In response to an old adversary on W&T who heard that I enjoyed Easter at Saddleback Church this year (and juxtaposed that with his knowledge of my increasing theological liberalism), I replied to say that I did enjoy Easter at Saddleback. I’ve been to Saddleback a good few times (I don’t live too far away and I’m often in the area). I don’t remember blogging on it, although I definitely tweeted a couple of times from the service which was broadcast on Fox News, the Armed Forces network around the world, and reached about 50,000 people who were there at Easter time.

I thought it was the best primer on evangelicalism I’d ever heard. Warren’s message was to retell the evangelical account of the history of everything in five acts: God created everything, we screwed it up, Jesus came and died to correct it, now it’s our choice to accept, then he comes again. Between each ‘act’ there was a response in music, a fabulous guitar-drum-keyboard band backed by a full orchestral brass and string section and a large choir. It was the best of evangelicalism, period. The fact that I don’t really consider myself much of an evangelical didn’t matter to me (though of course it would if I was there every week). Outside the huge glass doors on each side of the auditorium there are waterfalls and pools they use to baptize people after the services, something they were doing liberally for everyone who said they had ‘committed’ that morning. Hundreds of people were doing so at the service I was at, one of 23 services total.

Easter at Saddleback is an experience, for sure – this was the 30th anniversary of the church which started in a local school assembly hall on Easter Sunday 1979. I like Warren, and I can see why his church grew. It was wonderful to be in the company of so many joyous, beautiful Southern Californians celebrating the beliefs they hold dearest… even if some of those beliefs are erroneous.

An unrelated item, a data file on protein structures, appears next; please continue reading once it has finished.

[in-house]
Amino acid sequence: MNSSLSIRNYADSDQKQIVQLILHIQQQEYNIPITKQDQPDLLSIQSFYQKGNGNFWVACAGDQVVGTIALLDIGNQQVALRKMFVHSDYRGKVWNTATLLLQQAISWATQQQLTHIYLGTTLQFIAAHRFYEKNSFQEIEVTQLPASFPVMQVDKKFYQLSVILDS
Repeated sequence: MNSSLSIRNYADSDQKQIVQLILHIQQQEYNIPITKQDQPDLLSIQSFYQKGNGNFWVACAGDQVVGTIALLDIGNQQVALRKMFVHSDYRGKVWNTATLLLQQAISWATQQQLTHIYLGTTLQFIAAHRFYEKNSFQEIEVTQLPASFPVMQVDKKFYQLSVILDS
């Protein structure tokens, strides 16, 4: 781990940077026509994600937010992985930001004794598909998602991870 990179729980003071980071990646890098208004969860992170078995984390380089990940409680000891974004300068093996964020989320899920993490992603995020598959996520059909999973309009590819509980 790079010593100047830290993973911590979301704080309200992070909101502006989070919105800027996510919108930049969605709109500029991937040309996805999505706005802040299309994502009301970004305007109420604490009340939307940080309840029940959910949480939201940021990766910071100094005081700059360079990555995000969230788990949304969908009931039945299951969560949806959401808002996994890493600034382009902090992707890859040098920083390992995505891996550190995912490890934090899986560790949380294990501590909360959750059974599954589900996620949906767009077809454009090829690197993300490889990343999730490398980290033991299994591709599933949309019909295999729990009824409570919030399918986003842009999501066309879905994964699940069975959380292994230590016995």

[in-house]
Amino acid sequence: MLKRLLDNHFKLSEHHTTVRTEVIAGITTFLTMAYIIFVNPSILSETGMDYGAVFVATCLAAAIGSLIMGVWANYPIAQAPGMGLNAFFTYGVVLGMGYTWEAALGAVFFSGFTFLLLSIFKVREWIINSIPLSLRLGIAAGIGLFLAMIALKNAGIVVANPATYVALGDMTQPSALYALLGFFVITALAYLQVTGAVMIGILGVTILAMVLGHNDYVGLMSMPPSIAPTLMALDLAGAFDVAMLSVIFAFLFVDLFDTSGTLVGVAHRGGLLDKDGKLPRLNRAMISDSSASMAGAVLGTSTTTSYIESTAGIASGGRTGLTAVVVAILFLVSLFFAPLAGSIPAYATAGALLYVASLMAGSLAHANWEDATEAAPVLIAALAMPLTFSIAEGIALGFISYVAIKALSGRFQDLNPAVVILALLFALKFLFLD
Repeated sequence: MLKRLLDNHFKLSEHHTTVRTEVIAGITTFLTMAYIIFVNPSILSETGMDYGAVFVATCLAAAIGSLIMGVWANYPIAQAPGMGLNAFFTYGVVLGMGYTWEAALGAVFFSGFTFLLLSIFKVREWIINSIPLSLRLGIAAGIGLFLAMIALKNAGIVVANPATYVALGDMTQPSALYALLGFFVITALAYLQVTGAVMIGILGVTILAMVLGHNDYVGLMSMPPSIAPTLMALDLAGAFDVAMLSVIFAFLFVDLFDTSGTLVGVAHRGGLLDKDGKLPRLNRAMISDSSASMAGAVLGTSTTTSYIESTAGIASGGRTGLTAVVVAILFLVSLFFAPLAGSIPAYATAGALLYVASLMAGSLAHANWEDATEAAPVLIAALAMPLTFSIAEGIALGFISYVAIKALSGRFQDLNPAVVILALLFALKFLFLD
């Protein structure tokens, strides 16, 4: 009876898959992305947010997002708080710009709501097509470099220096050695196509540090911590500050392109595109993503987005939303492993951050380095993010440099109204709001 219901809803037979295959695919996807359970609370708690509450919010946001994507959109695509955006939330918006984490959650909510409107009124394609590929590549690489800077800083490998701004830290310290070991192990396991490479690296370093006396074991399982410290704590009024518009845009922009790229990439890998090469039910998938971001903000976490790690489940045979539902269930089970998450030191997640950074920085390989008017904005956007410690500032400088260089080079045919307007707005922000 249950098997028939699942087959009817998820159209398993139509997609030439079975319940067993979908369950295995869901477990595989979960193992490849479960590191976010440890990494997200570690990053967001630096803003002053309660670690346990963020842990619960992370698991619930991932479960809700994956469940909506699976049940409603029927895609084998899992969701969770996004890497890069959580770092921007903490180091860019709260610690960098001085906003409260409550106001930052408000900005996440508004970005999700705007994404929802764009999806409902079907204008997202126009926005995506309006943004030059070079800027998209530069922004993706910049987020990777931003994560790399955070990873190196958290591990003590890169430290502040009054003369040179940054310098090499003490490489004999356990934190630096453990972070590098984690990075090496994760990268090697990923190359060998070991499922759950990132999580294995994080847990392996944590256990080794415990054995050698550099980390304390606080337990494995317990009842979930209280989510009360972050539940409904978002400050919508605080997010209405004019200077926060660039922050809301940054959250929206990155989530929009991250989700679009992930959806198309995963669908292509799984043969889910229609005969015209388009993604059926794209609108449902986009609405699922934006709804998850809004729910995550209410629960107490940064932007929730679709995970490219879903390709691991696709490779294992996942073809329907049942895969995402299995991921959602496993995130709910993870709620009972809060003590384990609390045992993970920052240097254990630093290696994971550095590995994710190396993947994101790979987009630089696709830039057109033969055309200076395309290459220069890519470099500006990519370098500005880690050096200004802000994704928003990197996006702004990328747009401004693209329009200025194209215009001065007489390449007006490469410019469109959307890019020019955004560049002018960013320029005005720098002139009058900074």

Getting belief ‘right’ isn’t everything, you know. As I walked past the hundreds of people walking to and from the various parts of the gorgeous campus gardens, without formality or liturgy or solemnity, smiling and laughing and eating and drinking together, I felt quite at home and content with my thoughts that, no matter whether or not these people were ‘right’ about the many points of theology that formed the foundations of their activities on that day in that place, the world would simply be better if everyone was behaving exactly like them.

In the episode of South Park entitled, All About The Mormons, a Mormon family moves to South Park. Gary, one of the children, is the target of mocking and a plan to beat him by Cartman, Kyle, Stan and Kenny. The episode goes on to soundly lampoon the theology of the LDS Church, before the big finale: Stan finally realizes that what they believe is not necessarily the most pertinent facet of Gary’s family: its the fact that they are good people, have good family values and have compassion for others.

As Richard Dawkins asked in his interview with William Crawley: “Whats so special about belief?” Saddleback Church sent home 50,000 shopping bags that day with the people who showed up, and at least 20,000 were expected to return full of food so that the church could send them out to people struggling in the recession.

If that’s what they’re doing, what’s so important about theological belief?